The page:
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‘Living nightmare’: British couple stuck in Kyiv with newborn surrogate twins

Kyiv in Ukraine (Emilio Morenatti/AP)
Kyiv in Ukraine (Emilio Morenatti/AP)

A British couple who are stuck in Kyiv after travelling to Ukraine to collect their surrogate-born twins have described the situation as a “living nightmare”.

Manisha and Metaish Parmar arrived in the country three weeks ago as the surrogate mother gave birth to the babies they had been waiting for for 13 years.

They are now stranded in the Ukrainian capital with their newborns and Mr Parmar’s parents amid the Russian invasion.

Mrs Parmar told BBC Radio 5 Live on Friday: “Things are not good, we can hear explosions going off.

“It’s absolutely traumatising, devastating.

“We’re absolutely worried, we don’t know what to do. We can’t go anywhere, we’re just stranded and stuck in Kyiv.”

The family are in an apartment but have to seek shelter in a bunker when sirens go off.

Mrs Parmar said it had gone from what should have been the happiest moment in their lives to “an absolute living nightmare”.

She said: “We thought we would come here, see our newborns being born and have the best moments of our lives – 13 years we’ve been waiting for this moment.

“And now we’re just living this absolute nightmare and we just want to get out.”

The couple said the British embassy has issued emergency travel documents, but they have no way of getting to the western city of Lviv to pick them up.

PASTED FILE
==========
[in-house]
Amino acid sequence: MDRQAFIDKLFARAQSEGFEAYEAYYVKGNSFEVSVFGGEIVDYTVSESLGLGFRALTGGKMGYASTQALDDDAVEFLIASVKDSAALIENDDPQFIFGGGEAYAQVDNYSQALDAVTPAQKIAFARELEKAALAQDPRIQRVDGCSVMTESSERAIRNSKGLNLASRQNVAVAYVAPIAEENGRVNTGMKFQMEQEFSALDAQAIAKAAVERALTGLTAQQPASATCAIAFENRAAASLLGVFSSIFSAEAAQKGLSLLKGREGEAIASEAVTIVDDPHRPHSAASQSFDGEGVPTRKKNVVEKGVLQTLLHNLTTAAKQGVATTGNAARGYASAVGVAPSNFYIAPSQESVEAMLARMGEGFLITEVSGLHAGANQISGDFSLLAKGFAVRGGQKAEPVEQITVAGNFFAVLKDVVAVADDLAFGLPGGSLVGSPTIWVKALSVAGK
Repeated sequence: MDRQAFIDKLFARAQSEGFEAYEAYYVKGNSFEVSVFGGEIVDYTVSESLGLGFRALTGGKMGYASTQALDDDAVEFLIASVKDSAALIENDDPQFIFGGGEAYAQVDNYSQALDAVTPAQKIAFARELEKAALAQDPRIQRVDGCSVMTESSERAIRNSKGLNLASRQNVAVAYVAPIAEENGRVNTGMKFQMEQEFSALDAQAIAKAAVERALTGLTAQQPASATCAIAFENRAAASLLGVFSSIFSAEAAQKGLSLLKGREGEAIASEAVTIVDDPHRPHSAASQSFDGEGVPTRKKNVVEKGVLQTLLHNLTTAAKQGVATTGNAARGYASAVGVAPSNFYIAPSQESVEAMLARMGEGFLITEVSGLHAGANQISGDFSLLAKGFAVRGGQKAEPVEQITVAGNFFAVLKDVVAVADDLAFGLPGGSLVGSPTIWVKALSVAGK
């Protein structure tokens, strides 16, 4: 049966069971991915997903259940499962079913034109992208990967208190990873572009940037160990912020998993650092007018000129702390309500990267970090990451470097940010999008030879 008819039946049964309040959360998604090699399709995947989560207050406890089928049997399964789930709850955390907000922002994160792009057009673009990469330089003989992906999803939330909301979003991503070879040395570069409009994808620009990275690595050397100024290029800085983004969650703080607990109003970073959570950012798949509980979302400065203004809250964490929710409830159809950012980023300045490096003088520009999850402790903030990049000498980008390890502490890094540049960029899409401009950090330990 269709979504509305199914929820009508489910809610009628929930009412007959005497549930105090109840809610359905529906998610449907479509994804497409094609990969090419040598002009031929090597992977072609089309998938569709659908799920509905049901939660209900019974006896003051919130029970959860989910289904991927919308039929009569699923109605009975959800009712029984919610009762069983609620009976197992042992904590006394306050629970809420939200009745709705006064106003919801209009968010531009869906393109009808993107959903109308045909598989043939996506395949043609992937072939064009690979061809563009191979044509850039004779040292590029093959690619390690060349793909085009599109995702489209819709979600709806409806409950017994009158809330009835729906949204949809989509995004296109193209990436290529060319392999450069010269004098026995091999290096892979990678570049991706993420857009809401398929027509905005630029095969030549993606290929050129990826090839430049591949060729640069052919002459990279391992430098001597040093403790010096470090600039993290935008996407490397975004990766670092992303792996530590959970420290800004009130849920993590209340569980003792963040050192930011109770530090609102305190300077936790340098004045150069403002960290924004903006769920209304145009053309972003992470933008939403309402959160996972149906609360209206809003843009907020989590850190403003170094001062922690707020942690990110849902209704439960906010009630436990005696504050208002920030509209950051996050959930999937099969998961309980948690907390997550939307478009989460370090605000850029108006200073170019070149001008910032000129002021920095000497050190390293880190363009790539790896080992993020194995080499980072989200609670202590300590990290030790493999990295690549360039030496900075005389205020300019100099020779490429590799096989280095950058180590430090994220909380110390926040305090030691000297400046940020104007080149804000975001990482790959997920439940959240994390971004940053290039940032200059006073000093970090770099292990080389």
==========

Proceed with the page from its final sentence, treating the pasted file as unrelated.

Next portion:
Mrs Parmar said: “The roads are absolutely jammed and the trains are absolutely jammed too and with four adults and twins, it’s impossible.”

Russian invasion of Ukraine
Damage to property in Kyiv caused by an explosion during Russia’s invasion of Ukraine (Maia Mikhaluk/PA)

She added that there is a limit of 20 litres of fuel per person, not enough for the eight-hour drive to Lviv, and a taxi will not take them that far.

Her husband said: “We’re pleading with the British Government and the UK embassy to help us get out of this place as soon as possible.

“Tensions are rising, things aren’t looking good or sounding good where we are, around us.

“The environment is very stressful and we are obviously scared, we don’t know what to expect right now.”

Mr Parmar also said he and his father have been going “with caution” to a local supermarket to get nappies and other baby supplies.

They have picked up whatever is available for the adults, such as water and biscuits, but there is “very limited stock at the moment”.

They have spoken to locals outside their apartment to seek help, but “unfortunately the language barrier here is difficult”, Mr Parmar said.

The new parents said they are “just praying” that their babies will be safe.

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